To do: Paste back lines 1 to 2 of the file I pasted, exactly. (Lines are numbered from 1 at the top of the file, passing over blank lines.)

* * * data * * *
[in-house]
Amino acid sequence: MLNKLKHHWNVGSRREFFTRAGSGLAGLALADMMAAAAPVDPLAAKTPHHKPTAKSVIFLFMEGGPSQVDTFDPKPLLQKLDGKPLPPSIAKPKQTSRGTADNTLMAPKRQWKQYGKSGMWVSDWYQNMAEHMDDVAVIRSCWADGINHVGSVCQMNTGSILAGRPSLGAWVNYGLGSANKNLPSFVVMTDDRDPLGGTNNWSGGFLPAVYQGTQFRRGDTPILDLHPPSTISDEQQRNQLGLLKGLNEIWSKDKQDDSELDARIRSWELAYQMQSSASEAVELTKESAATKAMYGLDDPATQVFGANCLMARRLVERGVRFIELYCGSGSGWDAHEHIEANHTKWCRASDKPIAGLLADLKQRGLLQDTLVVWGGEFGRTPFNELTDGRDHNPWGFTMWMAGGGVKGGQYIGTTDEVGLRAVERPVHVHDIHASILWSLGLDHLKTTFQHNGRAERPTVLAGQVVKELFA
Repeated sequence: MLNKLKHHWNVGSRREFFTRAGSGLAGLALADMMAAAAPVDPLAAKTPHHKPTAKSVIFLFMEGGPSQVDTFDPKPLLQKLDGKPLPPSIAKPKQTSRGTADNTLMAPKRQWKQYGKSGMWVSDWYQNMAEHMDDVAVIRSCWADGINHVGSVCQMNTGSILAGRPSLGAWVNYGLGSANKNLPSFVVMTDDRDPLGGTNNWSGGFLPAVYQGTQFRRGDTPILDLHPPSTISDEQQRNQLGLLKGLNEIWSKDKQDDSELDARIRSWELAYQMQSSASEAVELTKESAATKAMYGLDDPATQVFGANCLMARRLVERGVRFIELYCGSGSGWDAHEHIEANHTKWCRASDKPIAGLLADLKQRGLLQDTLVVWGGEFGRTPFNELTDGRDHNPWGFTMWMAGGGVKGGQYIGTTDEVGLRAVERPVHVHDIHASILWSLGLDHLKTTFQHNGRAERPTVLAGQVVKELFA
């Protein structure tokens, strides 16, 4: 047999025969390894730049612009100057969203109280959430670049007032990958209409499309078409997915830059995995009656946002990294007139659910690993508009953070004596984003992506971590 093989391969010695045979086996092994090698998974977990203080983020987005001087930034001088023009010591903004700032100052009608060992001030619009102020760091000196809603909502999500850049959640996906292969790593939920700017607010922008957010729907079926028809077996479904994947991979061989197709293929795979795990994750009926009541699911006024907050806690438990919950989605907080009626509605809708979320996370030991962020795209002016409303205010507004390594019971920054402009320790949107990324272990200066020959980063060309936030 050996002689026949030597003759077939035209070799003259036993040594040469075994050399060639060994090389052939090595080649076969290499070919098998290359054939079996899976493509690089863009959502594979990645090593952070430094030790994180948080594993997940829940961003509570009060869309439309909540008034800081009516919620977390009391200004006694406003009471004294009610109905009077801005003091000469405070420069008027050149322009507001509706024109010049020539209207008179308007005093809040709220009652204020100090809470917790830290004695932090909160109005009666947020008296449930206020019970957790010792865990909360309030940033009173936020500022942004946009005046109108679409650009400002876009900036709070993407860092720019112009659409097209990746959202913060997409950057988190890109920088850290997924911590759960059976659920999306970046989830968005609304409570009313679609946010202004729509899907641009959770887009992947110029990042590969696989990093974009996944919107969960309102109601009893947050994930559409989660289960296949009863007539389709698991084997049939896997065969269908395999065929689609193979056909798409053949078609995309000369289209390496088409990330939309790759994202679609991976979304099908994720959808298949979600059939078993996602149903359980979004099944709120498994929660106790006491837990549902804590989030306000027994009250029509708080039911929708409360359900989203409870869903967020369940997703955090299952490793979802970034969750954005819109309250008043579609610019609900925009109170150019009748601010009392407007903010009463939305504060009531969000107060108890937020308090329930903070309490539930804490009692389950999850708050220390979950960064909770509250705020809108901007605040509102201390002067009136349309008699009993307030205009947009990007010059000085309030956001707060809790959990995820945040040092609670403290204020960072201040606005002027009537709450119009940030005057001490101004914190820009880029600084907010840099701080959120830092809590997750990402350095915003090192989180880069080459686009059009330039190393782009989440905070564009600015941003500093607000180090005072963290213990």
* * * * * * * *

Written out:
[in-house]
Amino acid sequence: MLNKLKHHWNVGSRREFFTRAGSGLAGLALADMMAAAAPVDPLAAKTPHHKPTAKSVIFLFMEGGPSQVDTFDPKPLLQKLDGKPLPPSIAKPKQTSRGTADNTLMAPKRQWKQYGKSGMWVSDWYQNMAEHMDDVAVIRSCWADGINHVGSVCQMNTGSILAGRPSLGAWVNYGLGSANKNLPSFVVMTDDRDPLGGTNNWSGGFLPAVYQGTQFRRGDTPILDLHPPSTISDEQQRNQLGLLKGLNEIWSKDKQDDSELDARIRSWELAYQMQSSASEAVELTKESAATKAMYGLDDPATQVFGANCLMARRLVERGVRFIELYCGSGSGWDAHEHIEANHTKWCRASDKPIAGLLADLKQRGLLQDTLVVWGGEFGRTPFNELTDGRDHNPWGFTMWMAGGGVKGGQYIGTTDEVGLRAVERPVHVHDIHASILWSLGLDHLKTTFQHNGRAERPTVLAGQVVKELFA